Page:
There are lots of ways to build a better world: sharing family time, being a good friend, working together, observing nature… Ask children if they can think of some things that make the world a better place.
Cradle Me by Debby Slier. Star Bright Books, 2012
Babies love looking at babies, and this welcome, cradle-shaped board book features photographs of ten beautiful babies from ten different American Indian tribes, each one engaged in a typical cradle-board related activity (peeking, touching, crying, yawning, etc.). Each of the baby’s tribal affiliations is identified on a final page spread that explains “Generations of Native American mothers have carried their babies in cradle boards and they are still used by many tribes today. Each cradle board is personalized and they vary from tribe to tribe.” (MS) ©2012 Cooperative Children’s Book Center
Find more suggestions for Native American/First Nations titles at American Indians in Children’s Literature.
What will Hatch? by Jennifer Ward. Illustrated by Susie Ghahremani. Walker / Bloomsbury, 2013
Eggs of eight different animals are presented with a few carefully selected words (“Sandy ball”) paired with the question “What will hatch?” An equally spare answer (“Paddle and crawl – Sea turtle”) augments the illustration of the brand-new juvenile. A balanced array of animals goes beyond birds (goldfinch, penguin, and robin) to include a caterpillar, crocodile, platypus, sea turtle, and tadpole. Egg shapes are die-cut, with the page turn cleverly revealing the result of each hatching. A few pages of additional information at the book’s end introduce young children to the term “oviparous” and relate egg facts for each species (time in egg, parents’ incubation behavior, number of siblings). Simple gouache on wood illustrations, while not always strictly representational, are consistently lovely with a warm palette of gold, green, and brown. © Cooperative Children’s Book Center
Job Site by Nathan Clement. Boys Mills Press, 2011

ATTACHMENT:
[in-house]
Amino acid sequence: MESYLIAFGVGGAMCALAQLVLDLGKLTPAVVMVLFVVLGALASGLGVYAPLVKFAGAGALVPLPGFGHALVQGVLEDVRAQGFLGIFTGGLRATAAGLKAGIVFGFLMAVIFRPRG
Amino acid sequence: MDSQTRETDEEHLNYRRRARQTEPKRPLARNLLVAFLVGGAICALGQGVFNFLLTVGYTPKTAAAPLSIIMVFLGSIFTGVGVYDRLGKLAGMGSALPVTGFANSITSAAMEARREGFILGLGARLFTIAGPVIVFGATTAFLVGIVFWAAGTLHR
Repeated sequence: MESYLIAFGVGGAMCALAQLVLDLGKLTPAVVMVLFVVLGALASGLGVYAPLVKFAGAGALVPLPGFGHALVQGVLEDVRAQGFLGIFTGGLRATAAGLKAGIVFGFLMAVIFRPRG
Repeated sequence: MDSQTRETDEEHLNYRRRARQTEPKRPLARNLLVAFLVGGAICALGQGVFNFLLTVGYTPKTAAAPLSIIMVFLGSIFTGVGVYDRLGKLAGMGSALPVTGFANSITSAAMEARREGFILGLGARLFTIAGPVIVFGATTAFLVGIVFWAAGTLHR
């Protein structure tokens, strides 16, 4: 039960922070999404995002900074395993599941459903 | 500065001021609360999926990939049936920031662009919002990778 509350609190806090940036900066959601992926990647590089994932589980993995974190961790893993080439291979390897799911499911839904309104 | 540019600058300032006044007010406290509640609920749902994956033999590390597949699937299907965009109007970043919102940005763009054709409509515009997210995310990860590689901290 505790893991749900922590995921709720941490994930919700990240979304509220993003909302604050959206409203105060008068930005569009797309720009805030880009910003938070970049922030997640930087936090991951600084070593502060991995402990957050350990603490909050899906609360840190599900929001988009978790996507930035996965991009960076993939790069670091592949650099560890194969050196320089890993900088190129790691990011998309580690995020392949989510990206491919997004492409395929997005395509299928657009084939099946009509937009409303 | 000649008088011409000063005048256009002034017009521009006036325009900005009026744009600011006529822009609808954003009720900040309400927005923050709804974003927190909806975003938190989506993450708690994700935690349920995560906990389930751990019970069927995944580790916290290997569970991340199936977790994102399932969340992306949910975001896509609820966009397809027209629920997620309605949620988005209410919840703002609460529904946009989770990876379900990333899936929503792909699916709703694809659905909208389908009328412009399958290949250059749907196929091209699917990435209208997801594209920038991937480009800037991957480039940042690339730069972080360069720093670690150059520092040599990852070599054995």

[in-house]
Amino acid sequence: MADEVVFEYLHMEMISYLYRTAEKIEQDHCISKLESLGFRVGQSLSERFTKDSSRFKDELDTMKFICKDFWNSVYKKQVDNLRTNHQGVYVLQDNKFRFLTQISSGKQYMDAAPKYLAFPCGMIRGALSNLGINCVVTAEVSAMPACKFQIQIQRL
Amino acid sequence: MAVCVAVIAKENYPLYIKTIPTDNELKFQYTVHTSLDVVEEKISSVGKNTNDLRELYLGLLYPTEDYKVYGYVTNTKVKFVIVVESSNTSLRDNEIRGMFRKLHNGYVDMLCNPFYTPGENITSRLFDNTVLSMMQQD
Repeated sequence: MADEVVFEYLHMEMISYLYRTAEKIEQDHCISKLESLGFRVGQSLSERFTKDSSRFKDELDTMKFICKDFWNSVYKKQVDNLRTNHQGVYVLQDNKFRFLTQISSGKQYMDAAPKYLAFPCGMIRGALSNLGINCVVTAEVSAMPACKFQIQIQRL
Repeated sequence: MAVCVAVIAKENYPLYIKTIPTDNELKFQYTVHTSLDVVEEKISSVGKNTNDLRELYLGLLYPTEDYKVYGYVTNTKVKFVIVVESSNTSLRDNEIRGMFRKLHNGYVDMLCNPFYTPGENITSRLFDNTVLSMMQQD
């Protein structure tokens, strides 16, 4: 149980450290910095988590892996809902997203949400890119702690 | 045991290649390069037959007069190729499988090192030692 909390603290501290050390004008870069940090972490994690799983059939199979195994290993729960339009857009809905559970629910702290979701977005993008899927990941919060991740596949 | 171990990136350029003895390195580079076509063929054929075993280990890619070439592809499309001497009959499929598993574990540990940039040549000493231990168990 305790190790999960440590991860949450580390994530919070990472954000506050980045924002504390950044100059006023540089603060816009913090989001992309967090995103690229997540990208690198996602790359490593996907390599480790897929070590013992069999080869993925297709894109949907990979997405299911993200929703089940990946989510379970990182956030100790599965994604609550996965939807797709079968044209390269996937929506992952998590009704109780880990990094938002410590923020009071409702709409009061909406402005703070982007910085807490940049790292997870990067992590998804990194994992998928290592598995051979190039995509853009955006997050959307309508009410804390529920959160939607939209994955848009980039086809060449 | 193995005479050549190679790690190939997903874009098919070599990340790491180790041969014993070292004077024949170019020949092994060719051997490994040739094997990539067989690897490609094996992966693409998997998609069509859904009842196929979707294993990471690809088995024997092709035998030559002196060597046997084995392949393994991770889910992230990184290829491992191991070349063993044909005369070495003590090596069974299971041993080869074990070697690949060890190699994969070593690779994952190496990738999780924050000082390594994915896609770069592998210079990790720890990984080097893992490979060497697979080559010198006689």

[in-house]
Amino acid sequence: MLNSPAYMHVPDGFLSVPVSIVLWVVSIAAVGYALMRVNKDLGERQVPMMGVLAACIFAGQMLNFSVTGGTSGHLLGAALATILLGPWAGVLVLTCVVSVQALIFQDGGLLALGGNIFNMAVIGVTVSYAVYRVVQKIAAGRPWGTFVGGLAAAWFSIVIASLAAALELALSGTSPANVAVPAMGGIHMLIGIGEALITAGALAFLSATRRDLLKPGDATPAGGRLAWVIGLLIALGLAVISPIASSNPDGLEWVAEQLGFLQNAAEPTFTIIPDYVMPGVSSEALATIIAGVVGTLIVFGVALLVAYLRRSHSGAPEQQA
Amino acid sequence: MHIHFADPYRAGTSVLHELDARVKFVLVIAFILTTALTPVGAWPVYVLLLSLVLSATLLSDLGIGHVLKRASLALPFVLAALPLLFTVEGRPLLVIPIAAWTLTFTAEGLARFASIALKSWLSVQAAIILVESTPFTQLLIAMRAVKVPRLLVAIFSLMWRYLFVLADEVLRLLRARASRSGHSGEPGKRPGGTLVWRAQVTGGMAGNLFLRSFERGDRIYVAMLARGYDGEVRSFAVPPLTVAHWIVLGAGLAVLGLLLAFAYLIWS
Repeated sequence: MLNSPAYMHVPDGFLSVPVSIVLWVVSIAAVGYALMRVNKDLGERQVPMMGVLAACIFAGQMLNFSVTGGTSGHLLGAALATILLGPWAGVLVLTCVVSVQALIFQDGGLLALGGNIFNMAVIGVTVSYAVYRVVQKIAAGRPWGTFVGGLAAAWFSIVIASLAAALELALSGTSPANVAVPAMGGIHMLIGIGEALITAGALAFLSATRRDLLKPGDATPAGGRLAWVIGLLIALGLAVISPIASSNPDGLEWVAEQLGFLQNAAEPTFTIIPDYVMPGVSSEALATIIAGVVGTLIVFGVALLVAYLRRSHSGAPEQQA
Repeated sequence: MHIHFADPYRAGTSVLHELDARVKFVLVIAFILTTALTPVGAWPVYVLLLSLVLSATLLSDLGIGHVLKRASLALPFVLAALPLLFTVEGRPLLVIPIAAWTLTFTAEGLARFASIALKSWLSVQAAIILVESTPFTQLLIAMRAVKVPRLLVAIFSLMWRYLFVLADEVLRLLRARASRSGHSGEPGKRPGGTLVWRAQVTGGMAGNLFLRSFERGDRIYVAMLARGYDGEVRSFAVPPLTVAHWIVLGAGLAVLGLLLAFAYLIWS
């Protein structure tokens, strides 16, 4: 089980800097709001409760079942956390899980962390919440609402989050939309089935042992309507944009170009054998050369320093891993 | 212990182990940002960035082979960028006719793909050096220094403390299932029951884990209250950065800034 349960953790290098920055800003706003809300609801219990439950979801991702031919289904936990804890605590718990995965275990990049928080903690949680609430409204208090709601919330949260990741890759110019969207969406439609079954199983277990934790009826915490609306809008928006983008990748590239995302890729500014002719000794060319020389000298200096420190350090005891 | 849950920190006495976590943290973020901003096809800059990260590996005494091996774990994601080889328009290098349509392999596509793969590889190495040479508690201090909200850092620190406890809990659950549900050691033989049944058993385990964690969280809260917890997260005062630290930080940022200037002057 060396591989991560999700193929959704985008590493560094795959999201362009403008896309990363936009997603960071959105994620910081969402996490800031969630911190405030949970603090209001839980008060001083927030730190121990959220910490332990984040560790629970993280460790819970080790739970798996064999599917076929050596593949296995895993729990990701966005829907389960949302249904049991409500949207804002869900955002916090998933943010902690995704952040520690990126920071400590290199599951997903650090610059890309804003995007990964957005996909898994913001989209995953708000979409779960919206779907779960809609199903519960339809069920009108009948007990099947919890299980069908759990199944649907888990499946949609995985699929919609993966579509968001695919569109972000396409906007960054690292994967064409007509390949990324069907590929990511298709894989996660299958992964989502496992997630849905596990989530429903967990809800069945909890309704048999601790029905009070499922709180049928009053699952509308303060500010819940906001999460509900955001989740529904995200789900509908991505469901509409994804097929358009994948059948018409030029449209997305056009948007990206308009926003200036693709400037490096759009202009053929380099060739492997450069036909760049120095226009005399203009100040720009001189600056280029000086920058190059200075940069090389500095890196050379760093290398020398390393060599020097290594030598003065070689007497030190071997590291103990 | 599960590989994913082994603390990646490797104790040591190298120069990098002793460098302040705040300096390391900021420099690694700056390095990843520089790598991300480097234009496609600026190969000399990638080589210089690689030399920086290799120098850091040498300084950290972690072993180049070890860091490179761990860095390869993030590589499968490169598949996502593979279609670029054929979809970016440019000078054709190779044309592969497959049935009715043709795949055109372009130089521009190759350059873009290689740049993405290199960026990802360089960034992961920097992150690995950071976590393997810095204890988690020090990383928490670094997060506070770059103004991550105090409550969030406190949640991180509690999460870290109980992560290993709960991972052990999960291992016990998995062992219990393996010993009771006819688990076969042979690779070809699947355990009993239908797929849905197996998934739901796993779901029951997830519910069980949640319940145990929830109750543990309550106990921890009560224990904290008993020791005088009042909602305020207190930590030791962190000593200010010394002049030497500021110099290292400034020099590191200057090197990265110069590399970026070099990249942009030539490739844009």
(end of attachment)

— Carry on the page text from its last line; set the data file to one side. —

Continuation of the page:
A simple, appealing picture book shows different machines engaged in work at a construction site. Page spreads alternate between an African American foreman giving a simple command (“Boss says, ‘Dump some gravel here’”) and various machines carrying out the desired action (“And the dump truck lifts its bed and dumps its gravel”). When the job is finally done, “the bulldozer, excavator, loader, dump truck compactor, mixer, and crane roll away to the next job site.” Each of the tantalizing machines fills the span of the page spread on which it is featured in colorful, computer-rendered illustrations. A final image shows people enjoying the pond, fountain, and tower that were being built. © Cooperative Children’s Book Center
Z is for Moose by Kelly Bingham. Illustrated by Paul O. Zelinsky. Greenwillow / HarperCollins, 2012
Moose can’t wait to take his turn in this alphabet book, first attempting to butt in on the letter D. Zebra, who is refereeing this alphabet showcase, orders him off the page. But there Moose is again, stumbling into Elephant on the E page, and completely covering the text on the page that says “H is for Hat” (the text must be inferred by the visual clue—what you can see of the hat behind gangly, round-eyed Moose, who is all eagerness). Finally, it’s time for the letter M and Moose’s big moment: “M is for Mouse.” “What? Wait! No! That was supposed to be me!” The props and pages for O, P, and Q (owl, pie, queen) are the victims of Moose’s ensuing tantrum (again, readers must infer the missing narrative from visual clues, which in this case have been scattered and scrambled by Moose’s fury). Finally the tantrum dissolves into sniffles, and then full-fledged tears, until Zebra saves the day. Because it turns out the letter Z is for “Zebra’s friend, Moose.” A clever, outrageously funny alphabet book features a narrative by Kelly Bingham’s that includes many dialogue bubbles conveying Moose and Zebra’s ongoing exchange as well as comments from others who are witness to the ever-increasing spectacle. And Paul O. Zelinksy’s illustrations are a masterful riot, incorporating humor into small details as well as big moments. (MS) ©2012 Cooperative Children’s Book Center